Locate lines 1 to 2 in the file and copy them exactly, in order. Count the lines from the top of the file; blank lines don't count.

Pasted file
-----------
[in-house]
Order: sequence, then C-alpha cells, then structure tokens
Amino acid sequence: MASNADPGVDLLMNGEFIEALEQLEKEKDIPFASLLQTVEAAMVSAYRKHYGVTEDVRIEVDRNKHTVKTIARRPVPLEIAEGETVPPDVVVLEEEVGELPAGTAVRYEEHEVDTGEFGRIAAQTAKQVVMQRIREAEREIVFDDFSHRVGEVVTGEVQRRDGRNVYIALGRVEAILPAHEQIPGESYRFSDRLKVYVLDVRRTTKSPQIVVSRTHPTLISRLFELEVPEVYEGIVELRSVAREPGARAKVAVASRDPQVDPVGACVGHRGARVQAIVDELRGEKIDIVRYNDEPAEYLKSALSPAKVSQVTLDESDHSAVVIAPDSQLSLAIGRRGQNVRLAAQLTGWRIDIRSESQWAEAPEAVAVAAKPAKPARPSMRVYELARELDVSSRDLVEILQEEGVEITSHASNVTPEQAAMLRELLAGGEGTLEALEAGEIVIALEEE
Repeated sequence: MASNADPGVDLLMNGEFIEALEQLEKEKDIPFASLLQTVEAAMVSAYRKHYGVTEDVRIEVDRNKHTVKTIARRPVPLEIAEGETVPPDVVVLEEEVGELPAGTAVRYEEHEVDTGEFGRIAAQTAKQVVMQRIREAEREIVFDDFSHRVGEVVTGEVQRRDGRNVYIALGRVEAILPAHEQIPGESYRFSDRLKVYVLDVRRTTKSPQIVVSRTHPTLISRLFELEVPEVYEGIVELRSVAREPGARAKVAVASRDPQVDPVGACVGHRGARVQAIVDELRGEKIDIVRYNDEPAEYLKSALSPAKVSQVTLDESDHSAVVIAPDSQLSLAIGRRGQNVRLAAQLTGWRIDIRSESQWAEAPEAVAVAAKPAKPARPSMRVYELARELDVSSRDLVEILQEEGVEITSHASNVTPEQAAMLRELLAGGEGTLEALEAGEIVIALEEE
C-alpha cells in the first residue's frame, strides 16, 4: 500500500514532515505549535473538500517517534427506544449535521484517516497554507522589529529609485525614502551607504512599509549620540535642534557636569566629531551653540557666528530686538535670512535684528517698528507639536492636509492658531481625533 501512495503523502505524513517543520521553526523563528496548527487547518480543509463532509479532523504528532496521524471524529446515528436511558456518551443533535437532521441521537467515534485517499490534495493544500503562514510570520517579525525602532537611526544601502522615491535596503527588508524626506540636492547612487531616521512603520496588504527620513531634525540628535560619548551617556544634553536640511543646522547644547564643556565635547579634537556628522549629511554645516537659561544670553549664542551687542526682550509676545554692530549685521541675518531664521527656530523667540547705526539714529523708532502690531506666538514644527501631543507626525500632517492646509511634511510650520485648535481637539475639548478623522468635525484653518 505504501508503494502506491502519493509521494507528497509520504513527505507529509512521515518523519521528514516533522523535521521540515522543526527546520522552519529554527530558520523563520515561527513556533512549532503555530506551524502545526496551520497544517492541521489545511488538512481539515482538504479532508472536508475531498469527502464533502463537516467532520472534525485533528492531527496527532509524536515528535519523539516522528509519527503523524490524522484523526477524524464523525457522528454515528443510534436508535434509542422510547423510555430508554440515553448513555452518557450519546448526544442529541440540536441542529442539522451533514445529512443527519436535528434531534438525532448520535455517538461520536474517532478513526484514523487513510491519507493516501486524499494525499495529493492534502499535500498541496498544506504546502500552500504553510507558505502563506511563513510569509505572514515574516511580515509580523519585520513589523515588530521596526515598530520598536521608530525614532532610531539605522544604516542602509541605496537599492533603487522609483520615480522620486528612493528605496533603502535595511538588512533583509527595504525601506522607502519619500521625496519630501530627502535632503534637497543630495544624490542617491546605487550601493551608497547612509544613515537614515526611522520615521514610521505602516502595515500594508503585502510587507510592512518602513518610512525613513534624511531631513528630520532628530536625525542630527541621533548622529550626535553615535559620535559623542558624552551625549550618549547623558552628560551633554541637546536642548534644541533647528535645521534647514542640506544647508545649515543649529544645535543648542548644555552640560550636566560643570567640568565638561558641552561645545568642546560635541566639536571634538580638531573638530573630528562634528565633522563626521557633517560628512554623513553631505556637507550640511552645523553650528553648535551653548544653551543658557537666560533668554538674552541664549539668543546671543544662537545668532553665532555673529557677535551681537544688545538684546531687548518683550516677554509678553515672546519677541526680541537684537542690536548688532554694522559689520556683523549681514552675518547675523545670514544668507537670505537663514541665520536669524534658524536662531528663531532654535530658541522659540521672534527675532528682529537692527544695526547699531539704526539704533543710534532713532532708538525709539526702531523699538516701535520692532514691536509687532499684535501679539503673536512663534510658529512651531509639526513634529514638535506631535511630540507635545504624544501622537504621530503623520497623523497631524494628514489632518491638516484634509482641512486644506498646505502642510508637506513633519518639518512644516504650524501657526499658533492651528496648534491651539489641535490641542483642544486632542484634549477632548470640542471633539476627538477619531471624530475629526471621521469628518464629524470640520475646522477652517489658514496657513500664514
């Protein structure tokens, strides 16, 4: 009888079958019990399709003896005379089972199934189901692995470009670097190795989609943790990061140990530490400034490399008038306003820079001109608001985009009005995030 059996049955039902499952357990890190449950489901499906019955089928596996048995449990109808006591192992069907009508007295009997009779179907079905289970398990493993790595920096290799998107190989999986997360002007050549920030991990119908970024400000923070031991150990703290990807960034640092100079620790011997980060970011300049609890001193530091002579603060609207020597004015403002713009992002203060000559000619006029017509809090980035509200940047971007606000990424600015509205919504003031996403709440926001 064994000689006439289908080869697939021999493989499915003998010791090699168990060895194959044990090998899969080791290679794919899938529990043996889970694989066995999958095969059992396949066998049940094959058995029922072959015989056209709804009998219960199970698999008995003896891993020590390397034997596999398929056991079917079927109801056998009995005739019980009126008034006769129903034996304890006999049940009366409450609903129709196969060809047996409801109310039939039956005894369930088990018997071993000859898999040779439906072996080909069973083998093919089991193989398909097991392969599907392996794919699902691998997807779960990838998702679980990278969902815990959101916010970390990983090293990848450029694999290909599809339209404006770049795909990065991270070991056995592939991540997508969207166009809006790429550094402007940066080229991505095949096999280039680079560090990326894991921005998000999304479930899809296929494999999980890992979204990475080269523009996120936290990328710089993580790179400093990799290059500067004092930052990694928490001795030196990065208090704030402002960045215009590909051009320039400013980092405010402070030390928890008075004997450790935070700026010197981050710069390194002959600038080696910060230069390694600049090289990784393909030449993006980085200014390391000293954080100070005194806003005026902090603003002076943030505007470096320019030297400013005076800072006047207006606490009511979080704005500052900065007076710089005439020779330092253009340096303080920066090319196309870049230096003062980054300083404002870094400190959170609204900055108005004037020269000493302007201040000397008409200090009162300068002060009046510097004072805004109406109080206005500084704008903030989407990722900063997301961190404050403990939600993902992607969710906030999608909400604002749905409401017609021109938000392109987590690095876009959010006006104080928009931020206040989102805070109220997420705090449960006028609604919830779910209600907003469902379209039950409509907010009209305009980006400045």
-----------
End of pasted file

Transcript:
[in-house]
Order: sequence, then C-alpha cells, then structure tokens